CPSC 672: Computer-Supported Cooperative Work (CSCW)

Fall Semester, 2008
Time and place: T/Th 3:55 pm - 5:10 pm, HRBB 126
Instructor: Dr. Frank Shipman
Office hours: HRBB 404, to be determined, or by appointment


There may be students from technical and non-technical disciplines in this course. Projects and assignments are designed such that each student can show off their own skills. Programming and software development is part of the group projects so it is recommended that students from outside of computer science join project teams with students from computer science.

List of students

Course description

Collaborative systems are all around us. They help us keep up with friends and family, they help us write papers, and they help us slay the evil beast in the woods.

Why does Facebook work? What does it do? What about MS Word's track changes features? And what about the interface to MMORPGs? How are they similar and how are they different? These are the types of questions we will examine.

This class investigates the design of systems to support collaborative activity. As such, the class will read papers and develop class projects related to topics such as: (1) How do people use existing tools (word processors, email) to collaborate? (2) What issues play a role in the success of tools supporting collaborative activity (critical mass, benefit/effort distribution, etc.)? (3) What characteristics of tools play important roles in these contexts (awareness, reciprocity, synchronous activity)?

These topics will be discussed at both a conceptual and tool level. By the end of the course, you will be able to look at an existing system or design a new system with an understanding of the impact it may have on collaborative activity.


Students should have a basic knowledge of computing and the social sciences, and either the ability to program complex systems or able to learn new software tools on their own. Ask instructor if you have any questions.

Reading materials

Reading schedule

This course will focus around discussions of the readings. We will read assorted papers taken from a variety of conferences and journals concerning computer-support cooperative work, groupware, human-computer interaction, etc.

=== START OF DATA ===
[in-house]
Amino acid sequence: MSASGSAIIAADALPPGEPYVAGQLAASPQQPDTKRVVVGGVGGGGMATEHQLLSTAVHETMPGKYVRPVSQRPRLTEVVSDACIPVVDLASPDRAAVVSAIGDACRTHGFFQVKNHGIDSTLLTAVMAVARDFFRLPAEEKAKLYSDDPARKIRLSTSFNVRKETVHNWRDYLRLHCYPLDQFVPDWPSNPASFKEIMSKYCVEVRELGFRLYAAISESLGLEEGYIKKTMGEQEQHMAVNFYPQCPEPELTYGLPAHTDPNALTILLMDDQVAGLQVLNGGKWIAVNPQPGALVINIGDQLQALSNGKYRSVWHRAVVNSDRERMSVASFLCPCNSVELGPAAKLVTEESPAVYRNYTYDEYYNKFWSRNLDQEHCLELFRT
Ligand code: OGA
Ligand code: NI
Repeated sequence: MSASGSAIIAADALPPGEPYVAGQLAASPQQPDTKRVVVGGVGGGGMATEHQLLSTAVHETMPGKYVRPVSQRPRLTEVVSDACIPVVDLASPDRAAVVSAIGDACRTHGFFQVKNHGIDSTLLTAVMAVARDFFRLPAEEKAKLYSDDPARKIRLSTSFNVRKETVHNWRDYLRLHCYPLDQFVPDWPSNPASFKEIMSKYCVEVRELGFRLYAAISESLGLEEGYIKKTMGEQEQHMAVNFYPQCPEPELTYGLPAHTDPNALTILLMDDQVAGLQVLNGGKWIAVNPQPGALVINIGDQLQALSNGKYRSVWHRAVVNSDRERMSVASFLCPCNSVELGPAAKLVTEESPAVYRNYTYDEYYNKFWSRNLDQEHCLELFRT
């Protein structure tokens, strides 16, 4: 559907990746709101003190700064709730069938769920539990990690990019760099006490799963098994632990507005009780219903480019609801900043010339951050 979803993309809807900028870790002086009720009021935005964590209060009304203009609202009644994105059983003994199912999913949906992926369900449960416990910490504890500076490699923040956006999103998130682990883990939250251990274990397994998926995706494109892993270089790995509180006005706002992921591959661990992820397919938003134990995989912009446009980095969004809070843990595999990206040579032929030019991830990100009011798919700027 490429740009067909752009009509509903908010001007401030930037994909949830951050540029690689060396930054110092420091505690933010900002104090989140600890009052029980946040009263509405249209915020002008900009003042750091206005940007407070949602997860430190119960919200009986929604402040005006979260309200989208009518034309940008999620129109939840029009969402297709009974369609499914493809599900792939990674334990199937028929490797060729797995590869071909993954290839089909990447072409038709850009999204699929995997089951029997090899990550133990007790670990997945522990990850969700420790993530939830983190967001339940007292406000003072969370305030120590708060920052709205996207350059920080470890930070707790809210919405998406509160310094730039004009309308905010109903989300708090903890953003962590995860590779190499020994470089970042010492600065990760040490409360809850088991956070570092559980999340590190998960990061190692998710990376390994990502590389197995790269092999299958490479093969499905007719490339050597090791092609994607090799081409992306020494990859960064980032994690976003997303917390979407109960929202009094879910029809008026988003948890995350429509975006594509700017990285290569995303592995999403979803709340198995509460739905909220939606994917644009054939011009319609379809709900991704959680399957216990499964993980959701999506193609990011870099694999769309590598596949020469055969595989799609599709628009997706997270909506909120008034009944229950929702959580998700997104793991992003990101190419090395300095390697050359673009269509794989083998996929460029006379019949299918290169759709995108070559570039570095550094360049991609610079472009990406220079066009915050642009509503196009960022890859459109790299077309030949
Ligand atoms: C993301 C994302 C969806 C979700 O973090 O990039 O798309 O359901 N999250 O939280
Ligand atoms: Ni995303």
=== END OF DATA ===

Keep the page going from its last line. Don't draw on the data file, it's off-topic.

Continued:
Selected papers:

The following links require access to the ACM Digital Library. Access to ACM Digital Library is available from on-campus computers.


  Short assignments	25%
  Class participation	20% (and pop quizes, if necessary)
  Team project		30%
  Term paper            25%

Short assignments

List of assignments

There will be a number of assignments due in class. These assignments may require use of specific software outside of class time and will take the form of short essays, written answers to questions, and design documents. All material turned in should be printed using a computer printer or typed except when noted otherwise.

Homework late policy:
10% is deducted from your grade for every school day late up to a maximum of one week after the original due date.

Class participation

Most class periods will include a discussion of reading materials. One student will be selected to present a brief overview of each paper and another student will be assigned to have discussion questions ready and lead discussion. All students are expected to have done the readings and be able to participate in discussions. Keep up with the readings so there will be no pop quizzes!


Students will form two-person teams and define a semester project or select one from a list of existing ideas. There will be three preliminary progress reports for the projects emphasizing particular phases of the interface design process:
(1) identifying a topic, determining cognitive and social issues, and determining an approach,
(2) creating an initial system design and mock-up, and
(3) instantiating the design in a prototype implementation.

The final project report (8-12 pages in ACM Format) will also require the design of an evaluation procedure for refining the resulting interface. The in-class presentations of project progress will be about 10 minutes long and the final presentation on the project will be approximately 20 minutes long and include a demo of your working system.

Project grades will be determined by both the instructor's review of the project and student's description of their and other member's work.

Programming for projects:
done in language and operating system of your choice on machines to which you have access.

Term paper

Each student will select a topic on which to write a 10-15 page term paper. These papers are to describe the current state of practice and research with references to the current literature. Topics need to be approved by the instructor. Students should be careful to properly use quotation and citation for information from all sources.

General Note on Assignments

Important: All reports are to be printed on a word processor or typed (no handwritten assignments will be accepted). All writing should be the work of the student -- any text taken from other sources needs to be quoted and referenced. It is expected that students will correct grammar and spelling -- these are grounds to deduct from your grade. (i.e. Use a spelling checker and reread what you write before turning it in.)